Thursday, 8 March 2012

D-Day in Greece

It's crunchy time in Greece. The long-awaited debt default will happen today, or it won't. Today holders of Greek bonds are voting on whether to accept a short-back-and-sides and allow the value of their holding to be reduced by about half.

The aim of the whole "rescue Greece" operation is to protect the big, mainly French, German and American, investment banks. It's not actually to rescue Greece or protect the Greek people from penury.

The key issues here are: will enough bond-holders vote for the haircut for it to be deemed voluntary? And if not will enough bond-holders vote in favour for it to be possible to use CACs [collective action clauses] to allow the Greek government to force the deal through in an involuntary manner. Or will so few bond-holders agree, that Greece simply goes bust and everyone loses everything.

The distinction between voluntary and involuntary is important because many bond-holders also have CDSes [Credit Default Swap agreements, effectively insurance policies] to cover themselves against an involuntary haircut.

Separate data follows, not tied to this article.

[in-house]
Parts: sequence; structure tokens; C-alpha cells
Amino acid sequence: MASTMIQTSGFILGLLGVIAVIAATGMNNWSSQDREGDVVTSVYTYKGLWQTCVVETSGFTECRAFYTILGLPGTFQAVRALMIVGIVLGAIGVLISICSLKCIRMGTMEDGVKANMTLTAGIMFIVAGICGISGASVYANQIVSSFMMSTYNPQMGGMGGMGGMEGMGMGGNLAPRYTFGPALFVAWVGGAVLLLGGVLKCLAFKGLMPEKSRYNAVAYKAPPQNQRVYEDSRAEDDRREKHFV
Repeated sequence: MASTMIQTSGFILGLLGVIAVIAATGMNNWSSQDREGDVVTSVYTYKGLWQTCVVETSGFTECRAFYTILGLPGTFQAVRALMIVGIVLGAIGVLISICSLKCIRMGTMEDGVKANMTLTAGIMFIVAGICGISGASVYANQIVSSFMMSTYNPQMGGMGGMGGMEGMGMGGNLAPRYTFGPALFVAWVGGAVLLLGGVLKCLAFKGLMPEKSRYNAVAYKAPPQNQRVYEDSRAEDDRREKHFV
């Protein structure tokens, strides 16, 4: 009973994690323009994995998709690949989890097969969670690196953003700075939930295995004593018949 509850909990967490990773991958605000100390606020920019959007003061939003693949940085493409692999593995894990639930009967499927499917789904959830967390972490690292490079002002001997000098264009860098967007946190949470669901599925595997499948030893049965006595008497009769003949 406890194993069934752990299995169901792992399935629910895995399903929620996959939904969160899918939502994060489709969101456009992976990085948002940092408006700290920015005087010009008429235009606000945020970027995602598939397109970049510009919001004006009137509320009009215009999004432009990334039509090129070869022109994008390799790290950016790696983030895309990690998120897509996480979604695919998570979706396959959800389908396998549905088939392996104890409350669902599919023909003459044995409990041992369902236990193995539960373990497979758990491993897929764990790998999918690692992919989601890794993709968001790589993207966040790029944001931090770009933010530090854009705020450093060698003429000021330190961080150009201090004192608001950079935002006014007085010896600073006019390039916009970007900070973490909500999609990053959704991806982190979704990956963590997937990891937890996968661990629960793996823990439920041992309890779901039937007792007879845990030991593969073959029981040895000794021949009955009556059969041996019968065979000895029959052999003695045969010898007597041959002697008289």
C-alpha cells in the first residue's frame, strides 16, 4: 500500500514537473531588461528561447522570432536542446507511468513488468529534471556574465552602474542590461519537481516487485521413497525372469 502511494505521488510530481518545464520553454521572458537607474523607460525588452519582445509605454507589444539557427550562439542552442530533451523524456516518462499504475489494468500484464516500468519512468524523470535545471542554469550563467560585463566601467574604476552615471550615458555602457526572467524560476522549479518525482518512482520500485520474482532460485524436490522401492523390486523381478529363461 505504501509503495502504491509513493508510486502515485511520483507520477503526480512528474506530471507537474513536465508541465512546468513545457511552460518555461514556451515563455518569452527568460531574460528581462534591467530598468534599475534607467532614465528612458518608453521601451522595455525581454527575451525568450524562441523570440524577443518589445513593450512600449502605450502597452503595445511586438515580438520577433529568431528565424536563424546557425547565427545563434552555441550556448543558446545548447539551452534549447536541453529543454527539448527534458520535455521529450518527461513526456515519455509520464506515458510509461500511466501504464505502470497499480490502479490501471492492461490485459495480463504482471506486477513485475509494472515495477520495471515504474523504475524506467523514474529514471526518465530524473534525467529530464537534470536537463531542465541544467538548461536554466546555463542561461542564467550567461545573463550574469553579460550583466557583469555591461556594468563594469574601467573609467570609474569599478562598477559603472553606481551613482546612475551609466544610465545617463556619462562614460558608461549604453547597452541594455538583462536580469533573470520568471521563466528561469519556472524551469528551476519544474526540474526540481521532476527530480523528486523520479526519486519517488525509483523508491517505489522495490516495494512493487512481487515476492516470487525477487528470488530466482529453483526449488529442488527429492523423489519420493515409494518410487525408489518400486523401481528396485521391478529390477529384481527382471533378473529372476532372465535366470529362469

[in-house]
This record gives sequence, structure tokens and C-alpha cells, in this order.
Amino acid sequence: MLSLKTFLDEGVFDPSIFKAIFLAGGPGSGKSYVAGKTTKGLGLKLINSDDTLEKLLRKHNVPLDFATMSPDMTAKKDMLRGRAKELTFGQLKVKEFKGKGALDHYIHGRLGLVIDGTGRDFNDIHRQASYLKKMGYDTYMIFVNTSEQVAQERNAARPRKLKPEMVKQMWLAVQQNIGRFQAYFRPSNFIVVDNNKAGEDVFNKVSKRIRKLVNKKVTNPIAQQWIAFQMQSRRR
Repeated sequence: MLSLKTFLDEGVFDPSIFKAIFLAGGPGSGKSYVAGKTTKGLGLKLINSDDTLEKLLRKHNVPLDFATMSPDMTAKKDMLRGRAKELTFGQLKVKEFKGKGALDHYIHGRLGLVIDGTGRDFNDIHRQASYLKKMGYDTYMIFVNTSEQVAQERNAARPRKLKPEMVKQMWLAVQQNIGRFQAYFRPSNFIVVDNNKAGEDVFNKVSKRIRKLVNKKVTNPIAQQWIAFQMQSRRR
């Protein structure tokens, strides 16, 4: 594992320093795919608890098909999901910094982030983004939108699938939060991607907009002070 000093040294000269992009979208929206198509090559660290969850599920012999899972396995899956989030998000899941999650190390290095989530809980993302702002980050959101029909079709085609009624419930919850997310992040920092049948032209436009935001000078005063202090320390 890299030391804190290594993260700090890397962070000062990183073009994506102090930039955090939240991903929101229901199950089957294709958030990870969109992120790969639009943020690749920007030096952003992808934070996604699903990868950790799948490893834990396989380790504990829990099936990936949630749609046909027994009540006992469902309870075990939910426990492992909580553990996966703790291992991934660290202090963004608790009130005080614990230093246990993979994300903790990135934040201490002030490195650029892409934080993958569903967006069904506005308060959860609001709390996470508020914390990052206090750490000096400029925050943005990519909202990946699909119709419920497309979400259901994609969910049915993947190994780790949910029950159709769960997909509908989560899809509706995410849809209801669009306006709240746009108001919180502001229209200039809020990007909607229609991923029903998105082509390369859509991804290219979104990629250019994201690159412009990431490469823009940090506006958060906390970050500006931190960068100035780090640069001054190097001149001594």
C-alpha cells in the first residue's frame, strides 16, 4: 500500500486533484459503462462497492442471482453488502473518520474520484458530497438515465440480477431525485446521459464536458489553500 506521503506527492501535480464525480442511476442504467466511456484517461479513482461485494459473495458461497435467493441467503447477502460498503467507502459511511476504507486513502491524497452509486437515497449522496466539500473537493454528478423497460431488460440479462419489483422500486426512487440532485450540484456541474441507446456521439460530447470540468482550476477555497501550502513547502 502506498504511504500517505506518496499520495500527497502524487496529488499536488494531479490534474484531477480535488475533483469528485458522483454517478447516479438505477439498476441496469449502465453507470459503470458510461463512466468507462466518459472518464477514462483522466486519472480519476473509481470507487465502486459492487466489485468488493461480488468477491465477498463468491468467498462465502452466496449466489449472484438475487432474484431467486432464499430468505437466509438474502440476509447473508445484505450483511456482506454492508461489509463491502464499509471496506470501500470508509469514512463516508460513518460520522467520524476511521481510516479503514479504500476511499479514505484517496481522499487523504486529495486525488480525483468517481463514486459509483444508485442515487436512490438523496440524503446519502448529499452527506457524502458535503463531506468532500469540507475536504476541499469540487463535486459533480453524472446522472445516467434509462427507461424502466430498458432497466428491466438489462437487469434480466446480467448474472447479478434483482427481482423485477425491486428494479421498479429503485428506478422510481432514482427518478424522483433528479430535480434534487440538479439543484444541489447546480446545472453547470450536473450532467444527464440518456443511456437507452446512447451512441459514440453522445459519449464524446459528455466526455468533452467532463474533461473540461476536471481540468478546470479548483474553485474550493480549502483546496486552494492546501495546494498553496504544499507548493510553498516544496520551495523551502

Mainly it's the independent bond-holders who have CDSes, not the big banks or Greek pension funds. And there are a load of CDS-holders who don't even have any Greek bonds - they are just hoping to profit from a Greek default by insuring something they don't even own.

Now here's the rub. The big banks are holding Greek bonds and could go bust if Greece defaults. But they can take a certain amount of pain. And they are either owned by various national governments or are completely dependent on them for cheap money to stay afloat, so they have to do what the governments want. However the exact same banks have also issued a load of CDS paper - so the banks are being forced to accept a voluntary haircut, because if it isn't voluntary then the CDS insurance will trigger and there will be a whole other (and much larger) banking crisis.

The "turkeys voting for Christmas" include the banks under French or German thumbs, plus the funds controlled by the Greek government itself, like the public sector pension schemes. This adds up to about 60% of the bonds.

However the minimum required to force through the haircut would be 66%. And some argue that should be 75%. If 95% agree it becomes deemed-voluntary for everyone and the CDS holders get stuffed.

Voting ends at 8PM tonight, and we should know the outcome tomorrow.

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